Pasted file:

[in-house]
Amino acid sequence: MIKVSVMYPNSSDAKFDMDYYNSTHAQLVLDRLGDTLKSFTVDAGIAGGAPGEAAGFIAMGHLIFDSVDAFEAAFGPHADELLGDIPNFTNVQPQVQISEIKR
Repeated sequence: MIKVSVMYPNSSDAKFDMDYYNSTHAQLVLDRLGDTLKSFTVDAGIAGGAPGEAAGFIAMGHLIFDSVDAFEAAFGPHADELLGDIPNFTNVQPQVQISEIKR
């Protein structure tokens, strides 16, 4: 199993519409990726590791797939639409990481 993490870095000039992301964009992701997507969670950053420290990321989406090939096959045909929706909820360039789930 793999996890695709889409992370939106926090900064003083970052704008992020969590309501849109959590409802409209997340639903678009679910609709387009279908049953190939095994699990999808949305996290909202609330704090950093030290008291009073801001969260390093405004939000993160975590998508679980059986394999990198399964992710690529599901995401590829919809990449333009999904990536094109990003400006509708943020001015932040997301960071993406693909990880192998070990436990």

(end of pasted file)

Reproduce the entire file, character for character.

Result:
[in-house]
Amino acid sequence: MIKVSVMYPNSSDAKFDMDYYNSTHAQLVLDRLGDTLKSFTVDAGIAGGAPGEAAGFIAMGHLIFDSVDAFEAAFGPHADELLGDIPNFTNVQPQVQISEIKR
Repeated sequence: MIKVSVMYPNSSDAKFDMDYYNSTHAQLVLDRLGDTLKSFTVDAGIAGGAPGEAAGFIAMGHLIFDSVDAFEAAFGPHADELLGDIPNFTNVQPQVQISEIKR
């Protein structure tokens, strides 16, 4: 199993519409990726590791797939639409990481 993490870095000039992301964009992701997507969670950053420290990321989406090939096959045909929706909820360039789930 793999996890695709889409992370939106926090900064003083970052704008992020969590309501849109959590409802409209997340639903678009679910609709387009279908049953190939095994699990999808949305996290909202609330704090950093030290008291009073801001969260390093405004939000993160975590998508679980059986394999990198399964992710690529599901995401590829919809990449333009999904990536094109990003400006509708943020001015932040997301960071993406693909990880192998070990436990």